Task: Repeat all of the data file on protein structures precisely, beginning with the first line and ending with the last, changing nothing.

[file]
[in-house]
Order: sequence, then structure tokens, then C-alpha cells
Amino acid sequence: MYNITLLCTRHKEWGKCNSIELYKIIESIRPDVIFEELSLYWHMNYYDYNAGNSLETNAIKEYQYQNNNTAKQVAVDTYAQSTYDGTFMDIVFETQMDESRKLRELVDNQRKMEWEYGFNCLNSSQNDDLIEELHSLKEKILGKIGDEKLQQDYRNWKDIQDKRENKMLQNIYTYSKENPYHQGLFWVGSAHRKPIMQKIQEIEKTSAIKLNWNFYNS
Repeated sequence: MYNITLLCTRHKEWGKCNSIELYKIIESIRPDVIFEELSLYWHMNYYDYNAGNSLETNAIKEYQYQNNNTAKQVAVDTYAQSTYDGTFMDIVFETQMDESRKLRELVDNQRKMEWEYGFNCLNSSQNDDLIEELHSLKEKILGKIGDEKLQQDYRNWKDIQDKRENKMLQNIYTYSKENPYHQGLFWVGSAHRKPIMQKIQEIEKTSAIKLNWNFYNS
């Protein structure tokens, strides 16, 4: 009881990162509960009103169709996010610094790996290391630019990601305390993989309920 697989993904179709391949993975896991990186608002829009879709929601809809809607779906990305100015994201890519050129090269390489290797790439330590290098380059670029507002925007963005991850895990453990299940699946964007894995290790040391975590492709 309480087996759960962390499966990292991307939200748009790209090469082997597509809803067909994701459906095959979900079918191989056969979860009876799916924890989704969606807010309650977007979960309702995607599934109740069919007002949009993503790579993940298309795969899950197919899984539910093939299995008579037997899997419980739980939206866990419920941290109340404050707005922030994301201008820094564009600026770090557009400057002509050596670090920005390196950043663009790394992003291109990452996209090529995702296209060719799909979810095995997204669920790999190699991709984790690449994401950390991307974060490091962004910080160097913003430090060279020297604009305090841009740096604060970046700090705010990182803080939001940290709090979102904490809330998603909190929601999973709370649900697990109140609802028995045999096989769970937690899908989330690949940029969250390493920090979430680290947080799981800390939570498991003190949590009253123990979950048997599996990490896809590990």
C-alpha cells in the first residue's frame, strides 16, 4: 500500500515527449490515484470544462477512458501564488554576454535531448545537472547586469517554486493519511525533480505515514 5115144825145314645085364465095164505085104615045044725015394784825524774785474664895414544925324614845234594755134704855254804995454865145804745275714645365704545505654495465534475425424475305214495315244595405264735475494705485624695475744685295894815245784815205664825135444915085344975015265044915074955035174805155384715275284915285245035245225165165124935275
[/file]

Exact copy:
[in-house]
Order: sequence, then structure tokens, then C-alpha cells
Amino acid sequence: MYNITLLCTRHKEWGKCNSIELYKIIESIRPDVIFEELSLYWHMNYYDYNAGNSLETNAIKEYQYQNNNTAKQVAVDTYAQSTYDGTFMDIVFETQMDESRKLRELVDNQRKMEWEYGFNCLNSSQNDDLIEELHSLKEKILGKIGDEKLQQDYRNWKDIQDKRENKMLQNIYTYSKENPYHQGLFWVGSAHRKPIMQKIQEIEKTSAIKLNWNFYNS
Repeated sequence: MYNITLLCTRHKEWGKCNSIELYKIIESIRPDVIFEELSLYWHMNYYDYNAGNSLETNAIKEYQYQNNNTAKQVAVDTYAQSTYDGTFMDIVFETQMDESRKLRELVDNQRKMEWEYGFNCLNSSQNDDLIEELHSLKEKILGKIGDEKLQQDYRNWKDIQDKRENKMLQNIYTYSKENPYHQGLFWVGSAHRKPIMQKIQEIEKTSAIKLNWNFYNS
């Protein structure tokens, strides 16, 4: 009881990162509960009103169709996010610094790996290391630019990601305390993989309920 697989993904179709391949993975896991990186608002829009879709929601809809809607779906990305100015994201890519050129090269390489290797790439330590290098380059670029507002925007963005991850895990453990299940699946964007894995290790040391975590492709 309480087996759960962390499966990292991307939200748009790209090469082997597509809803067909994701459906095959979900079918191989056969979860009876799916924890989704969606807010309650977007979960309702995607599934109740069919007002949009993503790579993940298309795969899950197919899984539910093939299995008579037997899997419980739980939206866990419920941290109340404050707005922030994301201008820094564009600026770090557009400057002509050596670090920005390196950043663009790394992003291109990452996209090529995702296209060719799909979810095995997204669920790999190699991709984790690449994401950390991307974060490091962004910080160097913003430090060279020297604009305090841009740096604060970046700090705010990182803080939001940290709090979102904490809330998603909190929601999973709370649900697990109140609802028995045999096989769970937690899908989330690949940029969250390493920090979430680290947080799981800390939570498991003190949590009253123990979950048997599996990490896809590990």
C-alpha cells in the first residue's frame, strides 16, 4: 500500500515527449490515484470544462477512458501564488554576454535531448545537472547586469517554486493519511525533480505515514 5115144825145314645085364465095164505085104615045044725015394784825524774785474664895414544925324614845234594755134704855254804995454865145804745275714645365704545505654495465534475425424475305214495315244595405264735475494705485624695475744685295894815245784815205664825135444915085344975015265044915074955035174805155384715275284915285245035245225165165124935275